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The Real Estate Agent Is a Spy

By - 2005

A real estate agent, unless specifically working as a buyer's agent, is working for the seller. Many buyers know this, but don't think it matters, as long as the agent is helpful. This true to an extent, but what buyers don't realize is that an agent has a legal responsibility to and loyalty to the best interests of the seller. This is referred to as a fiduciary responsibility. What does this mean?

Why the Real Estate Agent Is a Spy

Suppose you make an offer on a home. You mention that if the seller says no, you'll probably offer $5,000 more. The agent now has an obligation to tell the seller what you just said. That makes it an expensive comment, doesn't it? The agent may spend all their time with you, showing you houses and helping you write offers, but their allegiance is legally with the seller, unless they are hired by you.

A good agent, even if she is a seller's agent, can be a great help. Just remember that she is a salesman, and you're not the boss. Be careful about what you say, and be careful with what she says. Another option is to work with a buyer's agent. In this case the agent can actually work for your best interests, but even here remember that they usually get paid only when you buy something, so their objectivity is suspect.

Sometimes real estate agents work under "dual-agency" rules, meaning they are supposed to work for both the buyer's and seller's interests. Be careful here. They only get paid when a property is sold, so they may be more helpful to the sellers. In any case, how can someone really be on both sides of a negotiation. It is likely they would work harder for whoever they like more. Do you want to be in a popularity contest that can cost you thousands of dollars?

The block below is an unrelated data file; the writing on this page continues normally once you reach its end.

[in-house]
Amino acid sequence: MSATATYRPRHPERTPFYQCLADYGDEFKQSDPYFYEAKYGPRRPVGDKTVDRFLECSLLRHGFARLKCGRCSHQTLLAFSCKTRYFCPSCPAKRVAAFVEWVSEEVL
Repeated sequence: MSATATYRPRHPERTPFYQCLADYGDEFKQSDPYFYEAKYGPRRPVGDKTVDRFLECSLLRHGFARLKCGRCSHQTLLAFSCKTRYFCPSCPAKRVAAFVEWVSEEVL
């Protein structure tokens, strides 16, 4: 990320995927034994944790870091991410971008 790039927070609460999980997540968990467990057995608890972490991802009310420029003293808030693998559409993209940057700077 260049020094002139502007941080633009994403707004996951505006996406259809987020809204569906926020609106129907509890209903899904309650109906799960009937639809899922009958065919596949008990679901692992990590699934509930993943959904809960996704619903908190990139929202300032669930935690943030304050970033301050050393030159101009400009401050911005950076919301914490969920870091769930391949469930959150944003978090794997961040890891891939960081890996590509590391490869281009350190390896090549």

More Agent Secrets

Agents often let you assume things. They want to get the sale closed, and will let you believe what you have to in order to do that. They'll tell you that the seller and buyer always split the closing fee, for example. They'll tell you that they can't change the commission after it has been set. They'll tell you that you have to write a big check for a "good faith" deposit when you make an offer.

I have seen realtors knock $4,000 off the commission to get a sale closed at a lower price. I have seen the buyer or the seller pay the entire closing fee. People sometimes put less than $1000 down as a deposit with an offer, and sometimes nothing - with the agreement to put up something when the offer is accepted. Very little is set in stone when it comes to real estate.

Real estate agents are not all experts. The first time I made an offer on a house, the agent didn't understand what I meant when I told him that I wanted to get a 90% first mortgage and have the seller carry a second for 5%, so I could get in with only 5% down. Years into his career, he still had only dealt with deals that had regular bank mortgages.

How do you choose an agent to work with? Often agents will be very knowledgeable about a certain type of real estate, or a certain neighborhood, but know little else. Like other professionals, they specialize. If you really need help finding a particular type of property, look through listings online until you find a real estate agent that already has several of that type listed.

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